The failed promise : Reconstruction, Frederick Douglass, and the impeachment of Andrew Johnson(based on Goodreads ratings)
Published  by W. W. Norton & Company, New York, NY
Bib Id 2456973
Edition First edition.
Description xxii, 312 pages : illustrations ; 24 cm
04810cam a22006858i 4500
9781324004752 (hardcover) $27.00
9781324021797 (paperback) $16.95
The failed promise : Reconstruction, Frederick Douglass, and the impeachment of Andrew Johnson
Varying Form of Title
Reconstruction, Frederick Douglass, and the impeachment of Andrew Johnson
 by W. W. Norton & Company, New York, NY :
xxii, 312 pages : illustrations ; 24 cm
Includes bibliographical references and index.
Prologue: Lincoln's Second Inauguration -- Southern Unionist -- The Mission of the War -- "Abraham Lincoln Dies, the Republic Lives" -- "There Is No Such Thing as Reconstruction" -- A Moses in the White House -- The Black Delegation Visits a Moses of Their People -- The President's Riots -- Shadowing Johnson, Defying the Loyalists -- Sources of Danger to the Republic -- A Job Offer -- The Trials of Impeachment -- "Demented Moses of Tennessee" -- Epilogue: "We Have a Fight on Our Hands".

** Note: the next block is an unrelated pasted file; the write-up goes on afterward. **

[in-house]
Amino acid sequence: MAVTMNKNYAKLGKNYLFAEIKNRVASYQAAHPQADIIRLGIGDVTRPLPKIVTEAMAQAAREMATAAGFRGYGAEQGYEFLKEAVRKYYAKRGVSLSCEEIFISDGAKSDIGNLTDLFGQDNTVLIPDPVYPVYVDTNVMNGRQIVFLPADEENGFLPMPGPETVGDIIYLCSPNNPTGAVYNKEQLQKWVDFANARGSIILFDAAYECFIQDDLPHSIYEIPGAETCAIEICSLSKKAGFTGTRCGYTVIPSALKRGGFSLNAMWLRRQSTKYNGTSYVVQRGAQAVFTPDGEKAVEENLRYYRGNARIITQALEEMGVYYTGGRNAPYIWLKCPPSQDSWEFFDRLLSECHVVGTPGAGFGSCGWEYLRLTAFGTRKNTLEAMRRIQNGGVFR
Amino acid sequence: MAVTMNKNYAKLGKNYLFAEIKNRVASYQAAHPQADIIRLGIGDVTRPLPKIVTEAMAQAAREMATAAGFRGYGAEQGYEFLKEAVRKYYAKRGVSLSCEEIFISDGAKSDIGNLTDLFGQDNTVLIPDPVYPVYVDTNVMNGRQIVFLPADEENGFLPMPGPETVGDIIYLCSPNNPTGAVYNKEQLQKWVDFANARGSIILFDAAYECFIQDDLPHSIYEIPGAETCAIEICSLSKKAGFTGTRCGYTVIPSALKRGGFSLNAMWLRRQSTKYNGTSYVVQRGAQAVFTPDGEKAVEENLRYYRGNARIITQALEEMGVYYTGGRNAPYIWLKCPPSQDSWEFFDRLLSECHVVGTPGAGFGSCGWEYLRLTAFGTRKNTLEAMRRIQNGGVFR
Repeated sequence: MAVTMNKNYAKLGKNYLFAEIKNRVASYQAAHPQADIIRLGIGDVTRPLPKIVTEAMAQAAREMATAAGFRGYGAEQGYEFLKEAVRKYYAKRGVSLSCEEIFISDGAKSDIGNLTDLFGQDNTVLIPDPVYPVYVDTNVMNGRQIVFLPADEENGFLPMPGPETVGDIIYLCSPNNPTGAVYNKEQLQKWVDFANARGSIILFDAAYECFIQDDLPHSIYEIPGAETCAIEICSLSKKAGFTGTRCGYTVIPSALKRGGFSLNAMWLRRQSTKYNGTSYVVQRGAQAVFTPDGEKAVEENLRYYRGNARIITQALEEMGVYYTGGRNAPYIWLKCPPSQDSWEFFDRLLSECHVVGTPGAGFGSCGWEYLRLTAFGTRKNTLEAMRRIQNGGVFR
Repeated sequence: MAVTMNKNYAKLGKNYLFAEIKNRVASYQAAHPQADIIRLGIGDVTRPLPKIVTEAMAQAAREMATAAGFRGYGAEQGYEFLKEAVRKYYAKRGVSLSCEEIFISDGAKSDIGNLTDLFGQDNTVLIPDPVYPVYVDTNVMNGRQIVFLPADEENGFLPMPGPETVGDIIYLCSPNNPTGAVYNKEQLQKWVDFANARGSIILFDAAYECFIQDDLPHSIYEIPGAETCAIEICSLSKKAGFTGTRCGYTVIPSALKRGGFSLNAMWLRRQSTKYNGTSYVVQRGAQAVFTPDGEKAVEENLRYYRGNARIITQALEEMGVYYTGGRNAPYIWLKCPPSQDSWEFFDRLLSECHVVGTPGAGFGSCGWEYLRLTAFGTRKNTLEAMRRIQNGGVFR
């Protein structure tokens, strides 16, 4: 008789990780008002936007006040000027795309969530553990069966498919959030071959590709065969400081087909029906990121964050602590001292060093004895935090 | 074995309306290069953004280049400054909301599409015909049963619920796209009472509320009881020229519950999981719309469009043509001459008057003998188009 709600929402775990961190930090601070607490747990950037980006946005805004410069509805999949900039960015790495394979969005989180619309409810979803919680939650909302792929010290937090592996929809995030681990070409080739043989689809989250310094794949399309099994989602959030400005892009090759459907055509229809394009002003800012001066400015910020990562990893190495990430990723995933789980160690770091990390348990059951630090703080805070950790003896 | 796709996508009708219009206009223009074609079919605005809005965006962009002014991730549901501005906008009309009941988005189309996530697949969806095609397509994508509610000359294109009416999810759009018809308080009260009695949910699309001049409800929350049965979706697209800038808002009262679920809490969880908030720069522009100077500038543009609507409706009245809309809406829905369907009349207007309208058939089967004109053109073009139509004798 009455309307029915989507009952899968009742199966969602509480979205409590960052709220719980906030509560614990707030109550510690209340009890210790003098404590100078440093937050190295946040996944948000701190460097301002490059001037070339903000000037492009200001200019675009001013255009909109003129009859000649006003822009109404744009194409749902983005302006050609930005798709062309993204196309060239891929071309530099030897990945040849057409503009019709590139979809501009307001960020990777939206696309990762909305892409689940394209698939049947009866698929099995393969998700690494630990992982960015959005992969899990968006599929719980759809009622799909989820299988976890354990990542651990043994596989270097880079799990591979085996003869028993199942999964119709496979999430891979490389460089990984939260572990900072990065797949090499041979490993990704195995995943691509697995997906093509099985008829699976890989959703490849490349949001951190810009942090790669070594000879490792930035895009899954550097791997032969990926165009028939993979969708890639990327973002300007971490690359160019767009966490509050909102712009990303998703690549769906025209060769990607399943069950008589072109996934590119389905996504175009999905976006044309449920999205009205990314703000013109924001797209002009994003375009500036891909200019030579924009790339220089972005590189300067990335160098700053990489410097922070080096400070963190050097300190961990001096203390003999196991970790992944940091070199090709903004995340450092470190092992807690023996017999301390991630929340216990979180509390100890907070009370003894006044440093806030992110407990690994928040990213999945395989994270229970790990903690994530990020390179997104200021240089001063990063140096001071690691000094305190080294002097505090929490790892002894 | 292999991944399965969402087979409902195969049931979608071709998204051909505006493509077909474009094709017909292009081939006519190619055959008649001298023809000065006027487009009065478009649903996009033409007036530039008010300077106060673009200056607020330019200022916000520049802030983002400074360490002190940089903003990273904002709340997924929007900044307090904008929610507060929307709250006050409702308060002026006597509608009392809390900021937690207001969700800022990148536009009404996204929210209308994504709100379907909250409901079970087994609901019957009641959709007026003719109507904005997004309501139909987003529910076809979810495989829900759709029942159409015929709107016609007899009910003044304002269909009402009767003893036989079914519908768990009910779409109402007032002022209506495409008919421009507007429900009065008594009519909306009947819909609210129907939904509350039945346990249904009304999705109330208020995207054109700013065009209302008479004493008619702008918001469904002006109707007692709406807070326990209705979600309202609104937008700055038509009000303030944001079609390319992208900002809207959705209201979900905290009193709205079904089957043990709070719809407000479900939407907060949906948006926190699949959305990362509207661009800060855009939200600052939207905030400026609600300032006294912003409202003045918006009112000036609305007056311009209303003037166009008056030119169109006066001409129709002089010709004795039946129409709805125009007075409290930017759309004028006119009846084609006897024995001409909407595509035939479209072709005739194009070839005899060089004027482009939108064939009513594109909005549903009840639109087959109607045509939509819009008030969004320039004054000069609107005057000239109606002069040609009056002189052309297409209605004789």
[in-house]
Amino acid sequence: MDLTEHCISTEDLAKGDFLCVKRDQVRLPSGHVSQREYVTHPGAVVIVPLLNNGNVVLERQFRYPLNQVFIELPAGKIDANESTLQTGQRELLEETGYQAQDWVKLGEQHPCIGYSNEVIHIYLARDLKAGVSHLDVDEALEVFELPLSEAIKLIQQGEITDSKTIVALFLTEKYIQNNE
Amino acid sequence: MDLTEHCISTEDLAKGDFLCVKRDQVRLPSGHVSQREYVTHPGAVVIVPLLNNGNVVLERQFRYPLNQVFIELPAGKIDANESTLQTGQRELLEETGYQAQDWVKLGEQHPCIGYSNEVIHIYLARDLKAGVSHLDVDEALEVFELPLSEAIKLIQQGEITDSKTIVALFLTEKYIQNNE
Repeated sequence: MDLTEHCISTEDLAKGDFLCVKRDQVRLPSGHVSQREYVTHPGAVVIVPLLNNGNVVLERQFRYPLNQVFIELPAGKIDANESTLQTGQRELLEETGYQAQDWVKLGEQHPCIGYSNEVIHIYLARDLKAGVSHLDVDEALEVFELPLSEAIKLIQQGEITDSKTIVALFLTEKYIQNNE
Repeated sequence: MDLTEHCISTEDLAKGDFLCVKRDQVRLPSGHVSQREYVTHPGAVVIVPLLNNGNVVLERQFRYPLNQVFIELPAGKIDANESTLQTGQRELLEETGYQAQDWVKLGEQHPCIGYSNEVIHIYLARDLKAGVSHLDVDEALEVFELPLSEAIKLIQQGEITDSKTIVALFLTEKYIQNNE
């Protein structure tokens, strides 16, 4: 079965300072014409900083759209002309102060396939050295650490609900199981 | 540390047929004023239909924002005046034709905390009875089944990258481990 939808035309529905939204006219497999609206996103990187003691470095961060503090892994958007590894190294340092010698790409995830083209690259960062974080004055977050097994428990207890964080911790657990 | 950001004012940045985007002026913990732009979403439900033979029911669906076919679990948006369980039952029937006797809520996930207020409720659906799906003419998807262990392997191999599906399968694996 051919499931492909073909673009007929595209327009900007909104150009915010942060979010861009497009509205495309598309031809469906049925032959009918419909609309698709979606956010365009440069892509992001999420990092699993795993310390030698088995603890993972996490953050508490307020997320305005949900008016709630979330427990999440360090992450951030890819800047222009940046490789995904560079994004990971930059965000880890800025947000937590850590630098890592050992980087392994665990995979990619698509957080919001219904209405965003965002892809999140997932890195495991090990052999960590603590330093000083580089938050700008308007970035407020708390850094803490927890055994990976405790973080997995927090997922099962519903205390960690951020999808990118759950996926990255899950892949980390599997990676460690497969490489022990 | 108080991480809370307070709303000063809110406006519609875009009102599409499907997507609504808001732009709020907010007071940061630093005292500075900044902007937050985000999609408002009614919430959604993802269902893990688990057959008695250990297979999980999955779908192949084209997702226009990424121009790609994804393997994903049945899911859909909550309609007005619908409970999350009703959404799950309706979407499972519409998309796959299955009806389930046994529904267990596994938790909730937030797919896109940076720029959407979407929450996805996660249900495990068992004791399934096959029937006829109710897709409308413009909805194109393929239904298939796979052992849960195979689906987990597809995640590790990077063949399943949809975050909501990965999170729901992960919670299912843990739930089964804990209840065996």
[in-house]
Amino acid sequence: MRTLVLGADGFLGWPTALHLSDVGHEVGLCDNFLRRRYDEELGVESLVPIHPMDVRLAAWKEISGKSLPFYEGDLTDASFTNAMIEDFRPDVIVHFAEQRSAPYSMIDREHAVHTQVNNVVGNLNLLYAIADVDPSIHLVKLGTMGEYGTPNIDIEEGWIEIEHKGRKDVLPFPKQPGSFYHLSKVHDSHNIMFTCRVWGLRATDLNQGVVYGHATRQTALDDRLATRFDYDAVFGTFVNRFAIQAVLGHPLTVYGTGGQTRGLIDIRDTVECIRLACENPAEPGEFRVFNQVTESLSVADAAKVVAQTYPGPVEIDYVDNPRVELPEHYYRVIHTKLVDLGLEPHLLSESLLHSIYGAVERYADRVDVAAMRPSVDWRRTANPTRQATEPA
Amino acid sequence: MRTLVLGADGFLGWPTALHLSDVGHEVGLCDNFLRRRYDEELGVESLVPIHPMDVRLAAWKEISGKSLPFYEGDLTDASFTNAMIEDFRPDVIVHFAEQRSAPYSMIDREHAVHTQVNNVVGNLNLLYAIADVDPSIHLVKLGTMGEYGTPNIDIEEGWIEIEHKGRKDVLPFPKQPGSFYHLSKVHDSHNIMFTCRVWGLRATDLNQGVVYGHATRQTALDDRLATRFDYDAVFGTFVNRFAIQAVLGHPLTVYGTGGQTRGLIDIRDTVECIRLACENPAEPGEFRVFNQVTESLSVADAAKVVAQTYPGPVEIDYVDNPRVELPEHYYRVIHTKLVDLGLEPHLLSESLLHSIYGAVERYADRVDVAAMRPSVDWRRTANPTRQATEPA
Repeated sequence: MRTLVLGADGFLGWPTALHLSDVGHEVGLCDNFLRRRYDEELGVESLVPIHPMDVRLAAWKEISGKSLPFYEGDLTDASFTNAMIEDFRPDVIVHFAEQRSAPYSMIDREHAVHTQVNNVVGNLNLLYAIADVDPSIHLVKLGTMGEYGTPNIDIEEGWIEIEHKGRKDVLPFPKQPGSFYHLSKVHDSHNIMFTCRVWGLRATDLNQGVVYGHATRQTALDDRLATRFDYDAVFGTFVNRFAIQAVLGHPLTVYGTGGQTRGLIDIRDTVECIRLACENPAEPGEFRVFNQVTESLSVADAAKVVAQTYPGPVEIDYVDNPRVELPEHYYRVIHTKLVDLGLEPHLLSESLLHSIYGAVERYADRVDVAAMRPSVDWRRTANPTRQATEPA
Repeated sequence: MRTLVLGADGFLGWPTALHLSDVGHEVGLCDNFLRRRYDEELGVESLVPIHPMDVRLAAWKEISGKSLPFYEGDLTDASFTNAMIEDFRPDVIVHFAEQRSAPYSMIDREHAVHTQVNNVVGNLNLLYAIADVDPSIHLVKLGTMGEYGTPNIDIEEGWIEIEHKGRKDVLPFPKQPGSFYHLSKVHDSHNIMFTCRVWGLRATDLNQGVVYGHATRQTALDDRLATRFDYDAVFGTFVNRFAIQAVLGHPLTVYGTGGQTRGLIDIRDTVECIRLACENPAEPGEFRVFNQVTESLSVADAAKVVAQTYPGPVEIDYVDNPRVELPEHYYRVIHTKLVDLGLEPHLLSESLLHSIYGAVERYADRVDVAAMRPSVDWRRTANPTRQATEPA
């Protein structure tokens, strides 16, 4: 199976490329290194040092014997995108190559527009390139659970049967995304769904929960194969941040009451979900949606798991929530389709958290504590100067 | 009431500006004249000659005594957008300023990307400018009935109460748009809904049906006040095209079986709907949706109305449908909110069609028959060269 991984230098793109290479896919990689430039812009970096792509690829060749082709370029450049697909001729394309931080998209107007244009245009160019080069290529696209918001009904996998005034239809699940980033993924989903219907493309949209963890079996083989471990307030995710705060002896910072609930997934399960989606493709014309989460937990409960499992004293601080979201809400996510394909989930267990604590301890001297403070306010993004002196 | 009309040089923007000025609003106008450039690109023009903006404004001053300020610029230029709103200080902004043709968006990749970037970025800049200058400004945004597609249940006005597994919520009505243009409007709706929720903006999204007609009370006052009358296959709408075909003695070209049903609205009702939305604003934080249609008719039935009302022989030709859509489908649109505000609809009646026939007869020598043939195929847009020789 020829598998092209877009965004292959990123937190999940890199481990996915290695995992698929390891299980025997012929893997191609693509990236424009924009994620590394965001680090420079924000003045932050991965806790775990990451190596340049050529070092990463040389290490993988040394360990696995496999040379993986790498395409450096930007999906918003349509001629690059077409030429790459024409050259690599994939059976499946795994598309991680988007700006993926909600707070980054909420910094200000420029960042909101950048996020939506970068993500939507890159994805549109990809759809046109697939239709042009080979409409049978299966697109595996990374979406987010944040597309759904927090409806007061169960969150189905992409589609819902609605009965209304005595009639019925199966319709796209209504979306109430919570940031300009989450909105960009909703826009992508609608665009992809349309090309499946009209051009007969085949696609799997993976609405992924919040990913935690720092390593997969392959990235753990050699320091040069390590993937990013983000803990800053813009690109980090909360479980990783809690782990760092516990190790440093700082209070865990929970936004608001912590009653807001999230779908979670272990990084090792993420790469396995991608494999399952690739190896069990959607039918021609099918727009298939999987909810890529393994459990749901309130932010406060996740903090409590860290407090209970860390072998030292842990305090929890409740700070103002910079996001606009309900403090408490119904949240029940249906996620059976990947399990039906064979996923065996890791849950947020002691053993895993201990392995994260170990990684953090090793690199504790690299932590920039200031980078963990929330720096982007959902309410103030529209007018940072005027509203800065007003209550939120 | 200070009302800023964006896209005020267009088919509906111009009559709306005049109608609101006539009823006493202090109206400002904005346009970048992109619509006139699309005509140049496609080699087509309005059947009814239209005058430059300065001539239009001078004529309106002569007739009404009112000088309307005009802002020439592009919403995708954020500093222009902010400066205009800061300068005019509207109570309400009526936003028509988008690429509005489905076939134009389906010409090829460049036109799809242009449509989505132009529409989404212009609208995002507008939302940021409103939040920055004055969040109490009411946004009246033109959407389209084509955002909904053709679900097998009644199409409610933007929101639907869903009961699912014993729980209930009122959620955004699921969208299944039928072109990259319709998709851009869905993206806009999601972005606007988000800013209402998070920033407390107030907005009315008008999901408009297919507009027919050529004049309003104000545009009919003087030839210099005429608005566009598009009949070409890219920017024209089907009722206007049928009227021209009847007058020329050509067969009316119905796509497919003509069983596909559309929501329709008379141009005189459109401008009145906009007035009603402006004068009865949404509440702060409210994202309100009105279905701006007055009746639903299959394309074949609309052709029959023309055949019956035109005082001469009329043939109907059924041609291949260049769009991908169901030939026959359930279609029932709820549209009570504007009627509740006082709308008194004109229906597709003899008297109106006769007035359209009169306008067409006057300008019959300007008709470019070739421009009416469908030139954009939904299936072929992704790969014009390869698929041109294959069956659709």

"The absorbing narrative of Frederick Douglass's heated struggle with President Andrew Johnson reveals a new perspective on Reconstruction's demise. When Andrew Johnson rose to the presidency after Abraham Lincoln's assassination, African Americans were optimistic that Johnson would pursue aggressive federal policies for Black equality. Just a year earlier, Johnson had cast himself as a "Moses" for the Black community. Frederick Douglass, the country's most influential Black leader, increasingly doubted the president was sincere in supporting Black citizenship. In a dramatic meeting between Johnson and a Black delegation at the White House, the president and Douglass came to verbal blows over the fate of Reconstruction. Their animosity only grew as Johnson sought to undermine Reconstruction and conciliate leaders of the former Confederate states. Robert S. Levine grippingly recounts the conflicts that led to Johnson's impeachment from the perspective of Douglass and the wider Black community. In counterpointing the lives and careers of Douglass and Johnson, Levine offers a fresh vision of the lost promise and dire failure of Reconstruction"--
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